We had Ultimate Airstreams do some much-needed modifications to our 2017 27′ International Signature Airstream. We lived in it for a year and a half and decided to make some changes in order to make it more full-time friendly. We contacted Ultimate Airstreams back in April to discuss the changes we’d like make and to schedule an appointment. We worked with Ian to design a new layout that would work better for us and we dropped the Airstream off on September 3rd for a five-week renovation.
The factory-installed Airstream ‘couches’ are notoriously uncomfortable. Airstreams are not designed for full-time living, and the seating is a good indicator of that. The most important aspect in our new layout was having a comfortable couch. Like, a real couch. And that’s what Ultimate Airstreams did. Our couch actually started as a couch from IKEA that was manipulated and altered to fit into the Airstream. The cushions were reupholstered with a durable vinyl material that looks very much like leather in the Vintage Pretzel color. To replace the storage that was lost under each bench seat, two large drawers were installed under the couch. While the couch no longer converts to a bed, it is large enough for one person to sleep on, if needed. There are cup holders in the arms of the couch and two pop-up outlets behind it — one inverter and one regular. We absolutely love our couch and are finally able to watch TV in comfort!
The long bench seat was never really utilized in our Airstream — hardly anybody ever sat on it and nobody every slept on it. We replaced it with a desk, which has really changed our daily life. After about 21 months of setting up and breaking down the 27″ iMac every day, or leaving it sitting on the dinette table where it always seemed to be in the way, we finally have a functioning ‘office’. We are full timers that still work full time. There’s no end in sight for living the full-time lifestyle, so we needed to make our space work better for us. Thanks to the modifications, we have a dedicated work space by day and a comfortable lounging space by night that allows us both to see the TV without having to put the computer away every evening. We chose a butcher block top for the desk, which looks great alongside the cabinets and couch. When designing the desk, a must for me was to have a pull-out garbage can. The Airstream came with one tiny, under-sink garbage — again, not really meant for full-time living. We had a full-size garbage that would sit in front of the pantry, but we had to move it any time we wanted to open the pantry. Super annoying. We now have an out-of-sight, out-of-mind garbage as well as a drawer for storage above it.
(And because I always get at least one message asking about how we store the iMac while traveling whenever I post about it, read this blog post about the case we use and where we store while under tow.)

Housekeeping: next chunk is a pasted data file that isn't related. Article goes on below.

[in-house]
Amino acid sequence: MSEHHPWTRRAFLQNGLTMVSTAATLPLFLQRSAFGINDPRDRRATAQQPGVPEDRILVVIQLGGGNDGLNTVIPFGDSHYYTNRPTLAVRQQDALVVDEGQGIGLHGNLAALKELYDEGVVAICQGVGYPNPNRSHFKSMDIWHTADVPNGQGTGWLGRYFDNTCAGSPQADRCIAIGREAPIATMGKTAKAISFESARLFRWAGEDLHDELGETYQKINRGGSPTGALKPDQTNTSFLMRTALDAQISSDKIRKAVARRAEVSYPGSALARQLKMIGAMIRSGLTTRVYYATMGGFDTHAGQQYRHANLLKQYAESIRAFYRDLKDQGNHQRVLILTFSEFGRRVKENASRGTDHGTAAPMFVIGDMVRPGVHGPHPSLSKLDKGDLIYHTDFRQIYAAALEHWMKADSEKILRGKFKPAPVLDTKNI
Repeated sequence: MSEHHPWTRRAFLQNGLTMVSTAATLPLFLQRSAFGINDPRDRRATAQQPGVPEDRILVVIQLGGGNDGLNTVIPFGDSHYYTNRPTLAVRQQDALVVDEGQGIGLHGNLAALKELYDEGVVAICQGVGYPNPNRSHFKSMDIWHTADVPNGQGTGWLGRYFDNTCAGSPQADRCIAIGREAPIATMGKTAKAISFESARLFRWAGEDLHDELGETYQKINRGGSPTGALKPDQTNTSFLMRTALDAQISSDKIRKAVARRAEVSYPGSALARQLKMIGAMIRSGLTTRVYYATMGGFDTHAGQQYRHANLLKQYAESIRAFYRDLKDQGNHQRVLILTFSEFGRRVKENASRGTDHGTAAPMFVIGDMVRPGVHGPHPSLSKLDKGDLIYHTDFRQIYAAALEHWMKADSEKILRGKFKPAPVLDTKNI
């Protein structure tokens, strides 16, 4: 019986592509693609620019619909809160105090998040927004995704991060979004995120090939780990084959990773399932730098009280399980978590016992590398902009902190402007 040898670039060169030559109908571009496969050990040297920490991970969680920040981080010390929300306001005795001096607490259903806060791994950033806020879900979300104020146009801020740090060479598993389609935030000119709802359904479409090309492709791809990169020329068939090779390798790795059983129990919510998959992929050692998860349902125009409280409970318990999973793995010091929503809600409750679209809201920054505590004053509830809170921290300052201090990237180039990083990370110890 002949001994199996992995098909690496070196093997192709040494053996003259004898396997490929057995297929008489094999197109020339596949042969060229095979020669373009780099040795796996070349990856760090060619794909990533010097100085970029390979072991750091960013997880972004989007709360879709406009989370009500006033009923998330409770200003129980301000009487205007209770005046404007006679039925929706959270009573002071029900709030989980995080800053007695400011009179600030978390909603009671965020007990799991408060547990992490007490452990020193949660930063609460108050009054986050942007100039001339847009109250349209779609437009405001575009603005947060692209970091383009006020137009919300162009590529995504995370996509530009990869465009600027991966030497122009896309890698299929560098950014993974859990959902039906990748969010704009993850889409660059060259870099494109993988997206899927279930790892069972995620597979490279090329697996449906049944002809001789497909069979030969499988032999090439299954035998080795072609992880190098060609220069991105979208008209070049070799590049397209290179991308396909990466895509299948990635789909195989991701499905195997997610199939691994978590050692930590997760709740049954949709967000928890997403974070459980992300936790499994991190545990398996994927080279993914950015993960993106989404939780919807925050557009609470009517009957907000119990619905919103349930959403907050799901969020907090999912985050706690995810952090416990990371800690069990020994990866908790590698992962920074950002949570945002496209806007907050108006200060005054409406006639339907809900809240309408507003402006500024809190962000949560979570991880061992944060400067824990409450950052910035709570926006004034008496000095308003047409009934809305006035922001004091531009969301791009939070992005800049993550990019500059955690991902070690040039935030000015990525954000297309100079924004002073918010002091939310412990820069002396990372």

We purchased the desk chair from the Laura Davidson website. It’s a knockoff of the ridiculously priced Herman Miller Eames Soft Pad chair. It comes with rolling casters on it, but the website also sells these stationary glides. In order to keep the chair secure while towing, Kenny at Ultimate Airstreams installed hooks to which we attach a bungee cord that is wrapped around the base of the chair.
They found a new home for the fire extinguisher that always seemed to be in the way (Max’s collar got caught on it a couple of times.) They also fixed a few things that had been on our to-do list — replaced missing rivets, replaced the broken bathroom doorknob, made our door easier to open and close (it previously took a lot of muscle), and fixed our awning LED lights that have never worked.
We are beyond thrilled with the finished product! Ian and Kenny were fantastic to work with and they actually finished the project almost a week ahead of schedule, so we were able to pick it up early. Ultimate Airstreams is located in Clackamas, Oregon and is owned by Airstream Adventures Northwest, the five Airstream dealerships located in Idaho, Washington, Oregon and NorCal. If you dream it up, they can make it happen! We’ve been living in our newly remodeled trailer for a week and a half now and have commented almost daily about how nice it is and how we wish we would have done it sooner. However, waiting so long let us figure out exactly what we wanted/needed.
While Ultimate Airstreams was working on our home, we rented a condo in Portland for five weeks. It was located in the South Waterfront neighborhood, which is a clean, quiet neighborhood along the Willamette River. There’s a really nice, dog-friendly green space along the river, a farmer’s market every Thursday night in the neighborhood park, a few shops, an Orange Theory Fitness (which we both joined for a month), and a handful of food options within a few blocks of where we stayed, which was the The John Ross building.
We didn’t venture out as much as we would have liked for a few reasons: We were busy with work; I (Missy) took a trip to Wisconsin to visit family; and the parking situation wasn’t ideal. The building has underground parking, but it’s not really built for a large truck. We technically fit without scraping the ceiling, but the assigned parking spots are very snug. If other cars were parked around us, it took both of us to get in and out of the spot — Travis driving and me directing him through a 27-point turn so we didn’t hit anybody. Not really ideal for exploring the city. However, we did make it to the following sites: